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Surfer Blood Interview; John Paul Pitts on Wales, Korean Barbeque, and Setlist Secrets

We caught up with Surfer Blood frontman John Paul Pitts, better known as JP, during the tour for their 4th studio album, Snowdonia.



Indie rock band Surfer Blood (it would be too easy to call them surfer rock, apt as that might be) are currently touring following the release of their 4th studio album, Snowdonia. I caught up with frontman John Paul Pitts, better known as JP, during their tour. The night we talked, they were at Toast in Norfolk, Virginia. “I don’t know the place, but I looked it up and the food looks delicious,” he said with a laugh. His energetic, friendly tone made the conversation easy.

Following a stint in Europe and along the west coast of the US, they’re currently doing a lot of small shows along the east coast. “We’re covering quite a lot of places over this tour, including Ottawa, Montreal, and Toronto in Canada.”

When I asked if he was planning on going to Snowdonia too (it’s better known as a national park in Wales, featuring Wales’ largest mountain) he laughed. “It’s mostly British journalists who ask me that.”

Although he thought Wales looked “cool, rugged and strange”, the park hadn’t been the inspiration for the album. “The name actually came to me in a dream. There was an ice woman named Snowdonia, who was beautiful and comforted me in a time of distress.”

That’s part of the theme for the album, as well as how he feels about music in general. “That’s definitely something I feel writing-wise—I always try to work in that bittersweet territory, where it’s a little sad and sentimental but also uplifting and carefree.”

With the difficulties Surfer Blood has undergone since their last album—from the death of founding guitarist Thomas Fekete, to the departure of long-time bassist Kevin Williams—it’s unsurprising that this album tries to focus a little more on the sentimental side. “It’s a hard thing to aim for, but it’s definitely something I tried to capture in the music.”

Throughout their live shows, the band members take turns choosing their favourite songs to play. “We switch up the setlist night by night, or we’d get bored. We also rotate it so that everyone gets a chance to choose their favourites—it gets harder the longer we play and the more albums we have,” he says. “We do have rules about it, but I don’t want to give up the secret.”

And what’s his favourite song to play live from the new album? “Instant Doppelganger,” he replies without hesitation. “The recording is great, but doesn’t do justice to the full sound.” Although he had initially thought it would be too technical to be played well live, he’s found that “a lot of the more nuanced guitar translates more to a live setting. We don’t play with any backing tracks or synths, but it works out well without them.”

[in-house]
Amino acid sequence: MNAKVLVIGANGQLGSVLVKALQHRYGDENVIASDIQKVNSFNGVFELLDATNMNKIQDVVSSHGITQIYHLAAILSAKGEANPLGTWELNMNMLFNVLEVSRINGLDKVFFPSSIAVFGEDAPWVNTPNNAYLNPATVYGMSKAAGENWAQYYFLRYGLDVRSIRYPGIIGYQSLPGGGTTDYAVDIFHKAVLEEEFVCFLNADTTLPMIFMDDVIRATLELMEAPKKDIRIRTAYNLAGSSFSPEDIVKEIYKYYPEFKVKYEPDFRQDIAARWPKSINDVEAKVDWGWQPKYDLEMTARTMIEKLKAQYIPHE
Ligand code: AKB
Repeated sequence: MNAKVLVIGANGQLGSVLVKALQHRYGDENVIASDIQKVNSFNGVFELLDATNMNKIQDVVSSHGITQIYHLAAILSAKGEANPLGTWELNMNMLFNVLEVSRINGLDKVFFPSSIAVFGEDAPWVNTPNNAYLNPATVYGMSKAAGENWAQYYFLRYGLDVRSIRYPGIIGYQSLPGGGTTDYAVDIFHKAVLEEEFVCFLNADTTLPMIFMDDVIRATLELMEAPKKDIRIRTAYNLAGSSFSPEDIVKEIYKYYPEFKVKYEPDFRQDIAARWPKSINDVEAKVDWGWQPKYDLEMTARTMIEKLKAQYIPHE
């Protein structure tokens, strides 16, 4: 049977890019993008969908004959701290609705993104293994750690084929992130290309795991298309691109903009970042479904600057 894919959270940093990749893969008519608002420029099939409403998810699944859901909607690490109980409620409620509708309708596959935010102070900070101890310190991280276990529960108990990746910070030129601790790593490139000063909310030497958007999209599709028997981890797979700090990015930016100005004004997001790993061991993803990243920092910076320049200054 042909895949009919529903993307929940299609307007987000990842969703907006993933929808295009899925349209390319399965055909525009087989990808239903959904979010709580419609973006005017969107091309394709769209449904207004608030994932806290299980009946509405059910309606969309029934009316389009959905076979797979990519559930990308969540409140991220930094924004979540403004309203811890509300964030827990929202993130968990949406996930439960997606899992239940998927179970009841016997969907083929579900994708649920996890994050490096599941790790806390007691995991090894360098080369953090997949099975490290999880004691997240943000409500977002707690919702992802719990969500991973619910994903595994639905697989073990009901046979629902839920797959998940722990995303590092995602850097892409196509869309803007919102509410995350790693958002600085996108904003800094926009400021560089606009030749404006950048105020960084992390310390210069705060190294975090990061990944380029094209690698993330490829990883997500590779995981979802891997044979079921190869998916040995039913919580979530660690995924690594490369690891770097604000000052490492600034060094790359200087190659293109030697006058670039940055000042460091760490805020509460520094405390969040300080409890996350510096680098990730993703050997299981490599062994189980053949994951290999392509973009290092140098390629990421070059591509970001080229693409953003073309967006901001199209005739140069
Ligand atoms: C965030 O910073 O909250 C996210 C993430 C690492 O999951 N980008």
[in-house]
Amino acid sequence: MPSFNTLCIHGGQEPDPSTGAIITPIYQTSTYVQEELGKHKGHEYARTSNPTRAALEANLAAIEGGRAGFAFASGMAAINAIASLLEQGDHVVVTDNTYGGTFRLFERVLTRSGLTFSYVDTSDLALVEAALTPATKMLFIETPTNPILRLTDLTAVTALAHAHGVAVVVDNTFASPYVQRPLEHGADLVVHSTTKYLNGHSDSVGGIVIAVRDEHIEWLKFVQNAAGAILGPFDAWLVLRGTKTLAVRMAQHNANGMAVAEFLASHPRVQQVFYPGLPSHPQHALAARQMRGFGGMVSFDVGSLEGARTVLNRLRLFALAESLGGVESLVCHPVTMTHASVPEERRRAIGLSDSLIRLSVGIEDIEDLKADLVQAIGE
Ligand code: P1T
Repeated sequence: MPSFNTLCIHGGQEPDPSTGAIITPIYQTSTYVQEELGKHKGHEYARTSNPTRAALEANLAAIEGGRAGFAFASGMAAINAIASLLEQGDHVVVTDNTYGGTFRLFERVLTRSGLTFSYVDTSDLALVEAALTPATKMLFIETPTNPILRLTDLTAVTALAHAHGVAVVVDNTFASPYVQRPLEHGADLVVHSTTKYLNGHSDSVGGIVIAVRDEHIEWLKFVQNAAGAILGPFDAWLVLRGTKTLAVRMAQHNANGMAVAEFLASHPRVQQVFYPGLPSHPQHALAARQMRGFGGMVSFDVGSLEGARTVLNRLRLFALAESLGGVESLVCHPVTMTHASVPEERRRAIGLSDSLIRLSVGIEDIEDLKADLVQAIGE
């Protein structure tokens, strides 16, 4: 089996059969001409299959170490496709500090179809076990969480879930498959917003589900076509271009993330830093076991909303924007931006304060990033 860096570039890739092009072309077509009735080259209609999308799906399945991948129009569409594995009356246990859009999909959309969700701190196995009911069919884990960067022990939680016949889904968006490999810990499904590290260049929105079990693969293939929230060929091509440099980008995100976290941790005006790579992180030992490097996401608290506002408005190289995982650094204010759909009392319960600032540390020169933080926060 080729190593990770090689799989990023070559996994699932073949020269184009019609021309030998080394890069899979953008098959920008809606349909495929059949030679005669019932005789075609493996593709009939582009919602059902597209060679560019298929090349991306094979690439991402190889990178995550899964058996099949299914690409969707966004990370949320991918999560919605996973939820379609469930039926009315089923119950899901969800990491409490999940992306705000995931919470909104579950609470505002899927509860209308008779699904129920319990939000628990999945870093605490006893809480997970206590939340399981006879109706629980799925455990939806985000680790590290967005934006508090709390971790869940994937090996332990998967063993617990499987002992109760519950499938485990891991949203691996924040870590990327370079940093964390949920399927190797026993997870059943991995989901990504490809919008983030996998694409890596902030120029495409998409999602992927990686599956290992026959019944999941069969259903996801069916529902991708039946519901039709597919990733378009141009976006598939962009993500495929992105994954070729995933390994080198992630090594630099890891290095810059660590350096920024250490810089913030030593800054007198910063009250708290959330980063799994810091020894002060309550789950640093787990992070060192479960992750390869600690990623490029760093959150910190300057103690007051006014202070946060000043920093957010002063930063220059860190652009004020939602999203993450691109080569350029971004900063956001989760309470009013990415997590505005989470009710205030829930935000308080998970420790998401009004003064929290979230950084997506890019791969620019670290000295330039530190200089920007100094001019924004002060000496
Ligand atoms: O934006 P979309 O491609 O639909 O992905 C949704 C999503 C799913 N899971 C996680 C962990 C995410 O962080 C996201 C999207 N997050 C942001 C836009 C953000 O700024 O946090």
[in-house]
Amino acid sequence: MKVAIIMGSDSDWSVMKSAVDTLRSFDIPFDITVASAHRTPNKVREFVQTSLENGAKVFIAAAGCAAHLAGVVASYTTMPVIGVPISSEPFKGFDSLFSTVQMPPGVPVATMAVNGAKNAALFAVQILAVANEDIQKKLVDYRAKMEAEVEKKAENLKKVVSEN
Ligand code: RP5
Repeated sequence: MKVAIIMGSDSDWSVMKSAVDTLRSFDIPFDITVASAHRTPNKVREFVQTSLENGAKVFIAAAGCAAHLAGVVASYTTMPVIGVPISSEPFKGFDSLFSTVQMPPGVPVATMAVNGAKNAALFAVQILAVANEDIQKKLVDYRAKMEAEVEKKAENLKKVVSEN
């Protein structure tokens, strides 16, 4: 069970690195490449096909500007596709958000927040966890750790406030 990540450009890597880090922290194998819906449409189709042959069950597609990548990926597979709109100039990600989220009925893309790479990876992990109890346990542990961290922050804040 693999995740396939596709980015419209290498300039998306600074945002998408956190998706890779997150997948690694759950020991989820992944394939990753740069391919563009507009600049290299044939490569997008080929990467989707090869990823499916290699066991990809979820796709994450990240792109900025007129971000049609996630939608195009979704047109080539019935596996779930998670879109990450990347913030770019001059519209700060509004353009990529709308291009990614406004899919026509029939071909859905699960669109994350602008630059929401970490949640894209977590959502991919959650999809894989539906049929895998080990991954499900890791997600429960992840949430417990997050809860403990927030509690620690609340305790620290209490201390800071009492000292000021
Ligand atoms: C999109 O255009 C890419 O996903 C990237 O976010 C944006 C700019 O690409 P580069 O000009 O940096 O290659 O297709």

Check out the band’s video for their song “Matter of Time”

They were in Europe in March, touring with Pip Blom, a 19-year-old songwriter from the Netherlands. “She’s really awesome.” (In Toronto and throughout the States, they’ll be touring with Katie Von Schleicher, a singer-songwriter from Brooklyn.) “It had been a dream of mine ever since I started playing guitar at 14 to tour in Europe, so it’s amazing to be able to do that now,” he says.

The differences between touring in Europe and North America were quite clear. “The first time we played in Manchester—which I guess won’t be part of Europe soon—I felt like it was such a tough crowd. It’s like that all over the UK—they’re very still, and watch with pouty faces, so I assumed it was going horribly. But after the show, when we were at the merch table, people had really great insights to share about the music and they clearly knew all our songs had had digested them.”

In parts of the States, he finds the opposite. “At one show in San Diego, kids were climbing walls and jumping everywhere, but when we talked to them later they didn’t know any of our songs so it was clear they would have done that for anyone.”

He’s played in Toronto a few times, and is happy to come back. The best part, though, is the Korean barbeque, he says with a laugh. “I lived in LA for a while so I’m a real snob, but Toronto is as good or possibly better.”

That’s the kind of praise we like to hear.